This article was published in Dawn on November 29, 2015 and is available at the following link
A RECENT ISPR press release alluding to poor governance by federal and provincial governments, and the rejoinder by the Prime Minister’s Office, once again underscored the urgent need for formal institutions of the state where diverse, and sometimes competing, views on national security can be discussed among various stakeholders.
There is no question that a public statement by the ISPR on governance by the elected government is undesirable. One should, however, try to look for the underlying causes.
The PM and COAS have met over 70 times in the past 27 months. It is certainly not lack of communication which contributed to this public expression of dissatisfaction. It appears to be a preference for informal, unstructured and un-institutionalised interaction, without any reliable mechanism for follow-up on decisions, which has prompted the move. After all, the prime minister and the army chief had a detailed meeting along with their respective aides just a day before the press release. It seems, however, that the meeting has not been helpful in effectively communicating each side’s point of view to the other and some degree of frustration is evident in the statement.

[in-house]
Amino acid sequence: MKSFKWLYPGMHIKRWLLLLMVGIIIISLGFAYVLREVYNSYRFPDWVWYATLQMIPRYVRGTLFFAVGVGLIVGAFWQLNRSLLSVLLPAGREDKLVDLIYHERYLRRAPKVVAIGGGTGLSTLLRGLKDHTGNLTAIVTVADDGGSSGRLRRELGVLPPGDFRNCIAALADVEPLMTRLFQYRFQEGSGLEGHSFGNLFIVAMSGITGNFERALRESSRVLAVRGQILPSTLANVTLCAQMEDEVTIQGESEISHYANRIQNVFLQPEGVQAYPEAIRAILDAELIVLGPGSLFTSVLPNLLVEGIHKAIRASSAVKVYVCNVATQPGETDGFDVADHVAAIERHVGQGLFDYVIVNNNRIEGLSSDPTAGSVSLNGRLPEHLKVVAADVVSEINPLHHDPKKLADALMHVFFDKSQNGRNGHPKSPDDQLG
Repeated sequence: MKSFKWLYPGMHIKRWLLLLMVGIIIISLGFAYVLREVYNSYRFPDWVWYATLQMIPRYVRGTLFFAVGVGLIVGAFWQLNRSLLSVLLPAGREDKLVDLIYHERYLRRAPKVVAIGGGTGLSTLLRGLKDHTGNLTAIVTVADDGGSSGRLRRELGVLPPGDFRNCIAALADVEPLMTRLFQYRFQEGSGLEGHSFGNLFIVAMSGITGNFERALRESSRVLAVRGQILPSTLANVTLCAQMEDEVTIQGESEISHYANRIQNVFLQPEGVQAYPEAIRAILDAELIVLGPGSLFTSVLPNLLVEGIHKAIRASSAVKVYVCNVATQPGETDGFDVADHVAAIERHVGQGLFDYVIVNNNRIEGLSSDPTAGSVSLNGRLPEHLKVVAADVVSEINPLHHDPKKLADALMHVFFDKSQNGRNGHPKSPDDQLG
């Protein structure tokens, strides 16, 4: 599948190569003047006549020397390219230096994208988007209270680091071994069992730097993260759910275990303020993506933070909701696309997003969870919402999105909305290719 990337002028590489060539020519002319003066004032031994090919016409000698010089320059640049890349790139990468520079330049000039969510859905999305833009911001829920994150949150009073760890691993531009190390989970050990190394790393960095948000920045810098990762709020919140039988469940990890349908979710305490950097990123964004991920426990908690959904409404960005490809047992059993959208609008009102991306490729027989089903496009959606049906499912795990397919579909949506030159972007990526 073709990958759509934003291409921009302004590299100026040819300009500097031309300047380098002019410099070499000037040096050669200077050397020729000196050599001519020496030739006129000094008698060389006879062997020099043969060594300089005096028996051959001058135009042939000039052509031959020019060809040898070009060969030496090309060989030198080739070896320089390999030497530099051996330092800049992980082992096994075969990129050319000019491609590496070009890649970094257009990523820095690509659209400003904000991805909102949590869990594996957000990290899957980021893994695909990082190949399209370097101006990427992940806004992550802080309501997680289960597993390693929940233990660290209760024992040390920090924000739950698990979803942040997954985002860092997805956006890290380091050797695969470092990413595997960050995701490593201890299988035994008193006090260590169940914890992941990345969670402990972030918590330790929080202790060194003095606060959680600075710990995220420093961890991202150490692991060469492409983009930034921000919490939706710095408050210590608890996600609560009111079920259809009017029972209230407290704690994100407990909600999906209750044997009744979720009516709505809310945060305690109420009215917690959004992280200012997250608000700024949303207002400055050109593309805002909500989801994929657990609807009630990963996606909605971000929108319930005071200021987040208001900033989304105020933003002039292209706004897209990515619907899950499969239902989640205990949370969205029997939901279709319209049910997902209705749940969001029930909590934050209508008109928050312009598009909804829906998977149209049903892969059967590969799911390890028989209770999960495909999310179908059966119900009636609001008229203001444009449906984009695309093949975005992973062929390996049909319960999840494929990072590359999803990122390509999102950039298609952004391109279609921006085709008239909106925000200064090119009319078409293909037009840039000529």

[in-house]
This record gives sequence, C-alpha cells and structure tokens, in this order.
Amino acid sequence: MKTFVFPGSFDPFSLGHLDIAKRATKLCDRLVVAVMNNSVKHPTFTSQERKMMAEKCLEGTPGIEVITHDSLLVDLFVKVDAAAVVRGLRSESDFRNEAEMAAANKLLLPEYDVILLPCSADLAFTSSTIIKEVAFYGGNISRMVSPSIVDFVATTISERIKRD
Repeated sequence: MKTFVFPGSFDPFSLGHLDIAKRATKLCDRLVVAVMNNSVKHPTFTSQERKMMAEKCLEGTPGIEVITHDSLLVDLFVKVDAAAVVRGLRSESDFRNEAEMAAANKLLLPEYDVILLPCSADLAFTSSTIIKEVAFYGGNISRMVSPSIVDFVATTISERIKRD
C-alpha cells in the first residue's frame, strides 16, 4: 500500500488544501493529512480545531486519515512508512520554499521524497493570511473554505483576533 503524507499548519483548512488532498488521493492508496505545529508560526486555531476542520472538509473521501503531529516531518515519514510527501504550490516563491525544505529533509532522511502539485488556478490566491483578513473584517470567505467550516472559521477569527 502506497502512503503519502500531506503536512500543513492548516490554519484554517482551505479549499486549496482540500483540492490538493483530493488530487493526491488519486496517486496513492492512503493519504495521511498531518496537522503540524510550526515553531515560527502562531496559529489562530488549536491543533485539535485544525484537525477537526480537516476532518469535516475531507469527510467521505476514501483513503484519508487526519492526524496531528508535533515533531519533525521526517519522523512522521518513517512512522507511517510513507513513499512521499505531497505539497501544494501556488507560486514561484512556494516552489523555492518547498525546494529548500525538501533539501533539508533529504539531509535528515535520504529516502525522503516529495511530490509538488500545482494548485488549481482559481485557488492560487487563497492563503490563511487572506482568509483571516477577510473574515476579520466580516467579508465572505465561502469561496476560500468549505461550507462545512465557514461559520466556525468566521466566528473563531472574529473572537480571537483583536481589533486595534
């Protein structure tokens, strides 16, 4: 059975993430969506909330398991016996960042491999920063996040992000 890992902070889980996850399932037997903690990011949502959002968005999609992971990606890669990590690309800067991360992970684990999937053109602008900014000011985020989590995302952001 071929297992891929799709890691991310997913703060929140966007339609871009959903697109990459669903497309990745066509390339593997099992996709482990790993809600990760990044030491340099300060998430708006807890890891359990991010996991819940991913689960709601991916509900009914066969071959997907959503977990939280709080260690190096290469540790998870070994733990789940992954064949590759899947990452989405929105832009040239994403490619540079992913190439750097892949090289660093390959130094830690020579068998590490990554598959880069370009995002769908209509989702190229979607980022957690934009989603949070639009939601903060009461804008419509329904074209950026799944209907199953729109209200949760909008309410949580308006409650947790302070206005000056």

Likewise the statement from the Prime Minister’s Office indicates that the political leadership has not been able to make the military leadership understand the limitations of the civil, political and democratic processes, which, at times, are in stark contrast to the military style of working.
A formal mechanism is needed for a civil-military exchange of views.